Four stylish Cuban singers form the backbone of Yerba Buena, which goes a long way to explaining their addiction to flair with fierce substance. The waifishly sexy Cuco (who also models for the album covers) sings pop vocals, and the bewitching, devil-may-care Xiomara Laugart, once a bolero star with her own band in Cuba and more recently a soloist with Kip Hanrahan's experimental Afro-Cuban jazz project Deep Rumba, brings a machete's gleam and hard edge to her signifying. El Chino and Pedro Martinez bring some male sexy to the front line as well. Martinez is a versatile santeria singer, popping up on many jazz sessions, and a prize-wining percussionist--he won first place in a prestigious competition in Cuba. All this talent doesn't have to be making dance records for a popular U.S. audience, in other words, essentially retexturizing pop in a market that tends to progressively flatten polyrhythms into power ballads. A tasty phenomenon onstage, see Yerba Buena live at the Cat's Cradle Oct. 14.
If you saw Bio Ritmo at La Fiesta del Pueblo, you know that the Richmond salsa machine is still smokin' hot these days. With just a few classic covers for spice, they played songs from their latest album, the award-winning Bio Ritmo, plus an opus or two from their 15-year career, and a bag full of blazing new tunes.
On Oct. 6 and 7, Bio Ritmo venture to Shakori Hills as their hottest newcomer in the salsa category. Thursday at the Meadow Stage and Friday in the Dance Tent, both shows begin at 10 p.m. Also in the Dance Tent on Sunday are Winston-Salem's West End Mambo, and Braco, a Santana-style Latin rock band with the same provenance. See www.shakorihills.org for a full schedule and ticket information.
The Ritmo just came off their first recording session with legendary salsa producer Jon Fausty, and are hoping to finish up an EP in the next few months. Getting to work with one of their heroes was "truly a learning experience," says Ritmo sonero Rei Alvarez. "I think it'll open the door to the next level." (For anyone who wants to hear a sample of Fausty's résumé, check out Son Cubano NYC, a recent compilation of music he engineered in the '70s and '80s as part of a virtually underground Cuban roots scene in the Bronx.)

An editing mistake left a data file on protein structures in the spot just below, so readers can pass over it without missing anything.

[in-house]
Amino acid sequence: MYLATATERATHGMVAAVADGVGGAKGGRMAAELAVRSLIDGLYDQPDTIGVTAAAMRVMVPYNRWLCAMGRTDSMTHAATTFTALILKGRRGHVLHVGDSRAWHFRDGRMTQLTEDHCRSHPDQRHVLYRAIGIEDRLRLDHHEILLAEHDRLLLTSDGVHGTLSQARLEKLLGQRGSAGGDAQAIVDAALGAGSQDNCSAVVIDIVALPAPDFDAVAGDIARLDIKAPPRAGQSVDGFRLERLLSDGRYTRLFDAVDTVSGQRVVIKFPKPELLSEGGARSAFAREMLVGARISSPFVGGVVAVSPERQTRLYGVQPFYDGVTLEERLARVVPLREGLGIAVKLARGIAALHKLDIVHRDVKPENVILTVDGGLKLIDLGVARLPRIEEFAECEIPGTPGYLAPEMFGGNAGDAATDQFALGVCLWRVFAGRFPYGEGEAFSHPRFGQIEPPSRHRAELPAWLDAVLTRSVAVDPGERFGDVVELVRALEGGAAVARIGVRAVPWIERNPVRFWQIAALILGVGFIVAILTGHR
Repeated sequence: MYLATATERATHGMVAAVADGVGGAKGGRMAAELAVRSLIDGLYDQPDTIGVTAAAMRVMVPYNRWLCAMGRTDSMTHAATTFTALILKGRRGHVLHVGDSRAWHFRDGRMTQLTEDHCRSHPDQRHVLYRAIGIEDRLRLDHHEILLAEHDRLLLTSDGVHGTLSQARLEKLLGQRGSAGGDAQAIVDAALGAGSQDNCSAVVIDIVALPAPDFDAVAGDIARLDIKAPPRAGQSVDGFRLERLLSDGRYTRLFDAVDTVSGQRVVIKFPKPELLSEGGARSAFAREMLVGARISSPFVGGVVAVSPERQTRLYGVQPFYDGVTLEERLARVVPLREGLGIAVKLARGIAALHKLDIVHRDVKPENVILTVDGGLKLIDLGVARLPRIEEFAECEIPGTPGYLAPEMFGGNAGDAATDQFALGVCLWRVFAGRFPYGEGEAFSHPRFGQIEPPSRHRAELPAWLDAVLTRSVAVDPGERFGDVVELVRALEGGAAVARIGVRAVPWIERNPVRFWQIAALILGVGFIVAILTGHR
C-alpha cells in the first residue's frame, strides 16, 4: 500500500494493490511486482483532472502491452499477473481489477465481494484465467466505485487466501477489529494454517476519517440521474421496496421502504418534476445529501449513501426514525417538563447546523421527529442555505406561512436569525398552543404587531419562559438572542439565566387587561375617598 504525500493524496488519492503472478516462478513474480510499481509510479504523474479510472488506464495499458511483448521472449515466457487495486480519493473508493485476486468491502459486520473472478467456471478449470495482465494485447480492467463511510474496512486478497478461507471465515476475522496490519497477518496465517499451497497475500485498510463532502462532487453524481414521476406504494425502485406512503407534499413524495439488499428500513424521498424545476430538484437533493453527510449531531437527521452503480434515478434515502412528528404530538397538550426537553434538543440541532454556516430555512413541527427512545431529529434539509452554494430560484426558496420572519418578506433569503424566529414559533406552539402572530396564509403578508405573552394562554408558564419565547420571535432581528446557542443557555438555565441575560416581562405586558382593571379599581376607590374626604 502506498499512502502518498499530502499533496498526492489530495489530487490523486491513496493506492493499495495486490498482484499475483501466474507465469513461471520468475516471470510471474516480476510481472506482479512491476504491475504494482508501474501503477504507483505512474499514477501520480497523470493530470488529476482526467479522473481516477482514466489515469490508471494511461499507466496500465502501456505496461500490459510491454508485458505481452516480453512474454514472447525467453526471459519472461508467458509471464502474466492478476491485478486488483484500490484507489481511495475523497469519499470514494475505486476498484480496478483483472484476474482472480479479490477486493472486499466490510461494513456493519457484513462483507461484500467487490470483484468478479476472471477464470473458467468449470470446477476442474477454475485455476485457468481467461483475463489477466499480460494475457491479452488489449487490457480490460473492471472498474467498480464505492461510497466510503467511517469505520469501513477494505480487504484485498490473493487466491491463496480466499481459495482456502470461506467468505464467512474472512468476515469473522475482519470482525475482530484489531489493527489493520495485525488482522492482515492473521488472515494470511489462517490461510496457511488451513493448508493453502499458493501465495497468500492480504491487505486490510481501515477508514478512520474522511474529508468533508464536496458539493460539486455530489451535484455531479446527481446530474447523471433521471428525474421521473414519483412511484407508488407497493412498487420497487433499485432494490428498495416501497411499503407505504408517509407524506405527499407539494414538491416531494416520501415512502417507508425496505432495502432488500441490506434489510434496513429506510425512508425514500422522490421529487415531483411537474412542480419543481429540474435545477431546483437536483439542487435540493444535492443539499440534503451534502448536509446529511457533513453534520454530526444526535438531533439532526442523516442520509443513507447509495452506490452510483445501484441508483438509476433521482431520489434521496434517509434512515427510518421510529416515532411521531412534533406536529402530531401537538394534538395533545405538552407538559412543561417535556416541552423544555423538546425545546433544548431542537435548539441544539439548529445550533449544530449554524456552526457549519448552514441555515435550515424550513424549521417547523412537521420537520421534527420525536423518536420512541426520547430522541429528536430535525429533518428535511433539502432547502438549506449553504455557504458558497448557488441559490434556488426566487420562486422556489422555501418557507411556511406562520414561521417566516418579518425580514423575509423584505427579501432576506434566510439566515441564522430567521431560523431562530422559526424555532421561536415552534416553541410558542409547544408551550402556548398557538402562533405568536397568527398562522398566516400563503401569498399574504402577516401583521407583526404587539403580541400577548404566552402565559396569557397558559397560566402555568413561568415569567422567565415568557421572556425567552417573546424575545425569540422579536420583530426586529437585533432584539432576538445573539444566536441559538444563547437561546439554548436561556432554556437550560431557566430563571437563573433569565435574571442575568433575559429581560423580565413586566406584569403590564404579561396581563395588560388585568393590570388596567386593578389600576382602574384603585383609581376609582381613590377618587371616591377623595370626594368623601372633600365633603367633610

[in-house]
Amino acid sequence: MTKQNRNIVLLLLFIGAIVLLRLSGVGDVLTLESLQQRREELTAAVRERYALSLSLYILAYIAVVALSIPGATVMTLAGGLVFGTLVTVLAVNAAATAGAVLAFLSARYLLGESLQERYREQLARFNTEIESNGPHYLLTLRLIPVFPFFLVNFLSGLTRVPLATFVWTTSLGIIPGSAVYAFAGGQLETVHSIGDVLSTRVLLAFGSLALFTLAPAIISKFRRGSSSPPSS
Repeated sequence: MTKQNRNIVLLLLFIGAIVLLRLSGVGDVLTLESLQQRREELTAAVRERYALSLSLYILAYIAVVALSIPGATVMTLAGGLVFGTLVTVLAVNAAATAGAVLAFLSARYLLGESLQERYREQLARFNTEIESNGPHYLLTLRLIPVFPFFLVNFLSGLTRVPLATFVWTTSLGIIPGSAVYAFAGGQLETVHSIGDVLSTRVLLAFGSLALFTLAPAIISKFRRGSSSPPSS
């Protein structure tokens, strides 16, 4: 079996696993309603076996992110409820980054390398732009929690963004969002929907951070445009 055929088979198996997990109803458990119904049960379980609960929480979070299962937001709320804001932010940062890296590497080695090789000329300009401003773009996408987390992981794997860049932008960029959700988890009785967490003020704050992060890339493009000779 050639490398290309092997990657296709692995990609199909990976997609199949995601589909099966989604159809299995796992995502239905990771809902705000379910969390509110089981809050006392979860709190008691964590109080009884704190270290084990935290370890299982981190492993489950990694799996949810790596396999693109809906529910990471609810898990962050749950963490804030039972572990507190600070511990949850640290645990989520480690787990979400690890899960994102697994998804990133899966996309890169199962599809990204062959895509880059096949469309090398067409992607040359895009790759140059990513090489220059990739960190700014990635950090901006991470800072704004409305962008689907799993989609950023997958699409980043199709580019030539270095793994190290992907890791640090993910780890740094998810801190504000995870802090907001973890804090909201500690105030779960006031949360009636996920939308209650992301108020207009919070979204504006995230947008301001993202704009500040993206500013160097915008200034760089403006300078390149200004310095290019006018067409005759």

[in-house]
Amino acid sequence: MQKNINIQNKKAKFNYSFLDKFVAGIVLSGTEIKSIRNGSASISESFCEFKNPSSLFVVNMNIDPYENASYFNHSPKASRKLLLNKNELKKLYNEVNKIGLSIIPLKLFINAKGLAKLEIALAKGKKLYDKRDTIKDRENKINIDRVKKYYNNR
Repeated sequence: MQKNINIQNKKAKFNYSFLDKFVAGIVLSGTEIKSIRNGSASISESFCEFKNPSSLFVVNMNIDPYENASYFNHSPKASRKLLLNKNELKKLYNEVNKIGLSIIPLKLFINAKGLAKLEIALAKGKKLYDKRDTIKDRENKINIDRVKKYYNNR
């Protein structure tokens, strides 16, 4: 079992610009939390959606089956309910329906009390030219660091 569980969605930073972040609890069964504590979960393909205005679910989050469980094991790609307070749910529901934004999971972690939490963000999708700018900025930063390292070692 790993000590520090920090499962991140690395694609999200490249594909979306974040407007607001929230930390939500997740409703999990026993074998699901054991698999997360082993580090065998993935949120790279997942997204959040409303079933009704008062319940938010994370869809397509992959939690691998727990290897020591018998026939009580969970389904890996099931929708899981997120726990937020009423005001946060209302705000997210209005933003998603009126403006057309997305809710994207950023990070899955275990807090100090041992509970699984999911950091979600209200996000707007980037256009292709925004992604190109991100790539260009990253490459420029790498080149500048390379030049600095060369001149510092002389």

Tito Puente Jr. visits Duke with his orchestra Oct. 20-22. The son of the mambo king who died in 2000, Puente Jr. will perform with the Duke Jazz and Djembe Ensembles in Baldwin Auditorium, Friday, Oct. 21 at 8 p.m. Tickets are $5 general admission; advance purchase online at www.tickets.duke.edu or call the Duke box office at 684-4444.
In local live music, Saludos Compay plays for Wednesday diners at Patio Loco on Oct. 5, the Weaver Street Market Wine Tasting on Saturday afternoon, Oct. 8, and a late night of dancing at Talulla's on Friday, Oct. 14. Con tact firstname.lastname@example.org to get on their gig mailing list.
Different Drum trio plays the wine tasting at Weaver Street Market at Southern Village on Saturday afternoon, Oct. 15; call 913-1588 for info.